The taglists generated by users who wish to indicate their interests to others are stored in a taglist database. The taglist database consists of nodes, where each node has internal fields to hold an associated taglist vector as well as fields used to link nodes together to form the tree-like database structure. For each new taglist submitted indicating a new user and/or new interest area, a computer processor or system with access to the database will search the database by comparing the new taglist to those already in the database, and will store the new taglist near others having identical or similar keywords by determining the “closest” fit as explained herein. New taglists may be entered directly into the computer or system where the database is located, or may be added through client websites which accept the taglists and forward them to a database server.
To find other users with similar interests, a user may enter a search taglist describing the area of interest to them. A search taglist may be the same as a taglist submitted by a user for entry in the database, or may be different, and need not be submitted by a person who has entered a taglist into the database. As with entering new taglists, search taglists may be entered directly into the database system, or may be entered into a client website and then forwarded to the database server, and the results returned to the client website. For example, a user seeking others with similar interests in books may be able to enter a search taglist through a bookseller's website.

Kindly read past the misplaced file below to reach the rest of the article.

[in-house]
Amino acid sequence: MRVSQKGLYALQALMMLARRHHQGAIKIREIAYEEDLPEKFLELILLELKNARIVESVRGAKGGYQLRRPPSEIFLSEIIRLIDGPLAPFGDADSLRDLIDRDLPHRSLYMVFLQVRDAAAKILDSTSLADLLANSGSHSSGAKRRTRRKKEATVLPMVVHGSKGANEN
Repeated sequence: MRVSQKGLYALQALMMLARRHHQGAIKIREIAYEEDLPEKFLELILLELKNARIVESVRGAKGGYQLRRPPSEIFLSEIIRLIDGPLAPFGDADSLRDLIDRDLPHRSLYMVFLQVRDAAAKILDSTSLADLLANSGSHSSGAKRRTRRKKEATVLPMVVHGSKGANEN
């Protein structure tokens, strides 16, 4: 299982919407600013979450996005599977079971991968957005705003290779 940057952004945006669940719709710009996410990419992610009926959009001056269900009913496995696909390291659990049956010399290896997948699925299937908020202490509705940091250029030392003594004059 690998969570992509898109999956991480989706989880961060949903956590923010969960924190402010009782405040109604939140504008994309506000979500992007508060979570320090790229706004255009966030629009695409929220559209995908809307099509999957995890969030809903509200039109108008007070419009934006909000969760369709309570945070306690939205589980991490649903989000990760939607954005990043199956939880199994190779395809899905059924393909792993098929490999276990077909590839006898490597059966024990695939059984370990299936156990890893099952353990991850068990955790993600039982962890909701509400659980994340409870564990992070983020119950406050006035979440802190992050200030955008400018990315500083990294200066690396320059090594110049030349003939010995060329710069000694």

When a search taglist is entered, similarly to determining where to locate a new taglist, the system will search the database by comparing the search taglist with the other taglists stored in the taglist database and return a list of other users who have the “closest” matching taglists. Where appropriate, the system can provide a distance measure between any two taglists, allowing a consistent comparison of the “closeness” of the interest areas represented by each taglist to the search taglist.